Quizartinib represents a significant market opportunity of ~4500 patients in the US (25% of AML patients are FLT3+). Assuming $100k per patient, the commercial potential is $450M in the US alone and ~$1B globally. Even after factoring in a 25% likelihood of success, 50% penetration and peak sales in 2021, Ambit’s valuation should be $330M (still quite low for a wholly owned p3 program). Therefore, with a market cap of $120M, Ambit is extremely undervalued.

Portfolio updates

We are adding a third position in Ambit which appears oversold as a phase III company with a strong clinical validation. We are selling our position in Infinity (INFI) as well as 2 of 4 positions in Array Biopharma (ARRY) following the uncertainty created by the GSK/Novartis deal and the increased dependence on filanesib.

Portfolio holdings – May 4th 2014Portfolio - May 4th 2014- after changes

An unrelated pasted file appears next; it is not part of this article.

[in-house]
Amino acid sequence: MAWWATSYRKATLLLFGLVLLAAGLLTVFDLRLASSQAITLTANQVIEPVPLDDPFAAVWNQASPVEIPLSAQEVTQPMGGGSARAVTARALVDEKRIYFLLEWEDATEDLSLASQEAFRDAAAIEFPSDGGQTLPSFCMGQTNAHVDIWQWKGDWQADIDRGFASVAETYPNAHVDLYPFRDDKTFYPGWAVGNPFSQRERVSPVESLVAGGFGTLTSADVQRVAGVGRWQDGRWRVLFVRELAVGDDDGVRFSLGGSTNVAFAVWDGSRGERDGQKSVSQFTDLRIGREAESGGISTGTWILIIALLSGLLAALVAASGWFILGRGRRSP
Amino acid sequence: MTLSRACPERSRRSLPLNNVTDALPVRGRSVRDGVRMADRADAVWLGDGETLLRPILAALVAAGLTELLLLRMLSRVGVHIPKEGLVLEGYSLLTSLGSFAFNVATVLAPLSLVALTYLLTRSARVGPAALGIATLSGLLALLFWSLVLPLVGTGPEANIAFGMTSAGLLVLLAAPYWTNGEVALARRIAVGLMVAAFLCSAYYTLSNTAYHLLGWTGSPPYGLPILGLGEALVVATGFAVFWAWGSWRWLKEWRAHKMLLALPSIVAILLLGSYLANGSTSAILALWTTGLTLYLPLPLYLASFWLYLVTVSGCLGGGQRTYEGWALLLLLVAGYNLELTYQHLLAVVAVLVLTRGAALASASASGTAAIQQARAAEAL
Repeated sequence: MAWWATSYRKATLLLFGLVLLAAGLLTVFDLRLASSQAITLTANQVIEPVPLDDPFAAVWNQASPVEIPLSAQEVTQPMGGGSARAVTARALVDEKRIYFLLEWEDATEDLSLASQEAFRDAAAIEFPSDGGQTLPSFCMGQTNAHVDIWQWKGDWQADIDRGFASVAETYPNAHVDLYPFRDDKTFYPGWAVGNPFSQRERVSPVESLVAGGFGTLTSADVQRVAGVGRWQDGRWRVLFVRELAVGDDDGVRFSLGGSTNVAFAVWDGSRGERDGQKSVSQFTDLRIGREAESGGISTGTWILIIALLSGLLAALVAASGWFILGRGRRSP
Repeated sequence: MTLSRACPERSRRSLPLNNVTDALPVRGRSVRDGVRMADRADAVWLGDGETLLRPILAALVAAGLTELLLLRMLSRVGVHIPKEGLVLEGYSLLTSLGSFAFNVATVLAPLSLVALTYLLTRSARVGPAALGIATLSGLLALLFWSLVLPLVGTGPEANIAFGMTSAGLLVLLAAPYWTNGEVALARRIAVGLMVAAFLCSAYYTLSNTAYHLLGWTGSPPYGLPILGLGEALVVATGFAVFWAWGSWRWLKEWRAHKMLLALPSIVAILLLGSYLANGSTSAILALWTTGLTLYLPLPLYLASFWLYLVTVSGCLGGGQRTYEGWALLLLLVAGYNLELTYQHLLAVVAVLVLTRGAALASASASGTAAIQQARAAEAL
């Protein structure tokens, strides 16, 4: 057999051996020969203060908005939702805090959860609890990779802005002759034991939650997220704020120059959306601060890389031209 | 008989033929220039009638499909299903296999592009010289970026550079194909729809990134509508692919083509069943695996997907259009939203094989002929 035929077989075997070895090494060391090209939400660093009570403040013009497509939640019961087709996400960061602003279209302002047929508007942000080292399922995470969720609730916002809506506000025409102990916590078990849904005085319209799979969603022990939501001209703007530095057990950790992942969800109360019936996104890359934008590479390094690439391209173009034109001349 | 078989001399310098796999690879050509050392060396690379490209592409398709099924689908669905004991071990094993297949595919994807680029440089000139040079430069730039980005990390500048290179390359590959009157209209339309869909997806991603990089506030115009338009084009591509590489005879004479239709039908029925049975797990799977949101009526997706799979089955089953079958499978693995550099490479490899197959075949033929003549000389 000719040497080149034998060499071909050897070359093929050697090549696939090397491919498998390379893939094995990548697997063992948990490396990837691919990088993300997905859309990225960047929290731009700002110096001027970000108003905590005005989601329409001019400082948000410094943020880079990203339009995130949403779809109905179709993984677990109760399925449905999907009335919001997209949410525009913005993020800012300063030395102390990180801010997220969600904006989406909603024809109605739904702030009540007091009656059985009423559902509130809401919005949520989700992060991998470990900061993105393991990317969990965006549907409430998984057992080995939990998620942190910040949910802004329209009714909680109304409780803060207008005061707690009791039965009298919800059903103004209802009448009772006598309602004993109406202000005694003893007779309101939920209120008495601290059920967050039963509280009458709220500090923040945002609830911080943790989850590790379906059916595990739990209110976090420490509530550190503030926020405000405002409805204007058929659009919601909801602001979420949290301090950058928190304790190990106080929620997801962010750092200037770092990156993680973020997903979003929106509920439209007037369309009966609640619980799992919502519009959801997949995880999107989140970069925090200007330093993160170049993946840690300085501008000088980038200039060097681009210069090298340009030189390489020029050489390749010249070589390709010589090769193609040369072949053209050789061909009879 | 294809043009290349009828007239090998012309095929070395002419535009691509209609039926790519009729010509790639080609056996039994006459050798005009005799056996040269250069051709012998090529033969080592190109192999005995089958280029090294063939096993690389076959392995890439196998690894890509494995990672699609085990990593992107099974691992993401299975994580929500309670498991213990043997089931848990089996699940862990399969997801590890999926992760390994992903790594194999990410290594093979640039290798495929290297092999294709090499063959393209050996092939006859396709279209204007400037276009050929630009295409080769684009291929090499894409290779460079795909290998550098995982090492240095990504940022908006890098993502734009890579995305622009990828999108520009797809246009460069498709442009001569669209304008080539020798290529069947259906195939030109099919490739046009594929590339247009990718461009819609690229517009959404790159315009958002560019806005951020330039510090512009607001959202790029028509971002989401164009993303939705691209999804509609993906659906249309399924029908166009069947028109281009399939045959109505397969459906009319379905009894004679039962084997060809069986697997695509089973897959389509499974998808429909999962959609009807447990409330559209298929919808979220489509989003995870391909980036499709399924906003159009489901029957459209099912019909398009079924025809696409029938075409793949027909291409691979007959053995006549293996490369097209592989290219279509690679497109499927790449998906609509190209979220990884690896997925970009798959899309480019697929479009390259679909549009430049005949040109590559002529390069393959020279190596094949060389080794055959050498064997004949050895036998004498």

biotech etfs - May 4th 2014

53 thoughts on “6 stocks on my watch list

  1. Hello Ohad
    Why selling infi? dont IPI-145 have a decent chance in the long run?

  2. Following the disappointing Imbruvica launch, the market opportunity for all immuno-kinase inhibitors might be smaller than anticipated. At best, penetration will be slower than expected.

    Ohad

  3. Hi Ohad, isn’t a forecast of $1.5B peak sales in Kadcyla a little bit low? Okay there will be competition by the then much cheaper generic Herceptin, but it is and will be a much more effective drug. And Herceptin, with a lower price tag than Kadcyla, is selling at $6-7B right now (with no generic competition).

  4. JQ – Send me an email.

    Ville – Agree Kadcyla can be as big as Herceptin down the road but a lot depends on the adjuvant setting which takes time for approval and where the burden of proof is on Kadcyla. Kadcyla can also be effective in additional tumors that overexpress HER2.

    Ohad

  5. hi Ohad,

    also CLVS Clovis corrected quite a lot. now at 1,82 USD billion market cap.

    do you consider adding or has anything changed your mind about CVLS in the last few weeks?

    thanks
    Christian

  6. With FMI more than 30% off of it’s $45 high, what would you consider a good entry point? Thanks.

  7. Hi Ohad: